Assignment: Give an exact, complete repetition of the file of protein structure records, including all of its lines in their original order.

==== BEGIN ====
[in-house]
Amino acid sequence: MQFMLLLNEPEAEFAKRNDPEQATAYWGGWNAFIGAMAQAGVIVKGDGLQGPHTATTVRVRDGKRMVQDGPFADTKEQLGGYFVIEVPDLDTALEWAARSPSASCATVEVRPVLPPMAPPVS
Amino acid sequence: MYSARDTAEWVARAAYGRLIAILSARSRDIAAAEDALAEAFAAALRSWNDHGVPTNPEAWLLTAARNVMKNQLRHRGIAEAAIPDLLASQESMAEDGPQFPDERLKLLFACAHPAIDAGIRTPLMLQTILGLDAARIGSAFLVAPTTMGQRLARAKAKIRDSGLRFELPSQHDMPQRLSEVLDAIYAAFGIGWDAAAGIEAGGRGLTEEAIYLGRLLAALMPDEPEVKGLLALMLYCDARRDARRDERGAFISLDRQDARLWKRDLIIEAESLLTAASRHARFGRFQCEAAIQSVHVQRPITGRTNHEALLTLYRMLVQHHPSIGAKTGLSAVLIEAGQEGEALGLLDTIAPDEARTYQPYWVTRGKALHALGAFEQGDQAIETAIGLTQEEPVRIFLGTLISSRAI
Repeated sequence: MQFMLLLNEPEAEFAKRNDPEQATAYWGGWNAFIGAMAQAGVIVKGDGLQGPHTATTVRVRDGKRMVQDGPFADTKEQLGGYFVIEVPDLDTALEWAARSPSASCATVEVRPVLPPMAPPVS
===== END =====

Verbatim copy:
[in-house]
Amino acid sequence: MQFMLLLNEPEAEFAKRNDPEQATAYWGGWNAFIGAMAQAGVIVKGDGLQGPHTATTVRVRDGKRMVQDGPFADTKEQLGGYFVIEVPDLDTALEWAARSPSASCATVEVRPVLPPMAPPVS
Amino acid sequence: MYSARDTAEWVARAAYGRLIAILSARSRDIAAAEDALAEAFAAALRSWNDHGVPTNPEAWLLTAARNVMKNQLRHRGIAEAAIPDLLASQESMAEDGPQFPDERLKLLFACAHPAIDAGIRTPLMLQTILGLDAARIGSAFLVAPTTMGQRLARAKAKIRDSGLRFELPSQHDMPQRLSEVLDAIYAAFGIGWDAAAGIEAGGRGLTEEAIYLGRLLAALMPDEPEVKGLLALMLYCDARRDARRDERGAFISLDRQDARLWKRDLIIEAESLLTAASRHARFGRFQCEAAIQSVHVQRPITGRTNHEALLTLYRMLVQHHPSIGAKTGLSAVLIEAGQEGEALGLLDTIAPDEARTYQPYWVTRGKALHALGAFEQGDQAIETAIGLTQEEPVRIFLGTLISSRAI
Repeated sequence: MQFMLLLNEPEAEFAKRNDPEQATAYWGGWNAFIGAMAQAGVIVKGDGLQGPHTATTVRVRDGKRMVQDGPFADTKEQLGGYFVIEVPDLDTALEWAARSPSASCATVEVRPVLPPMAPPVS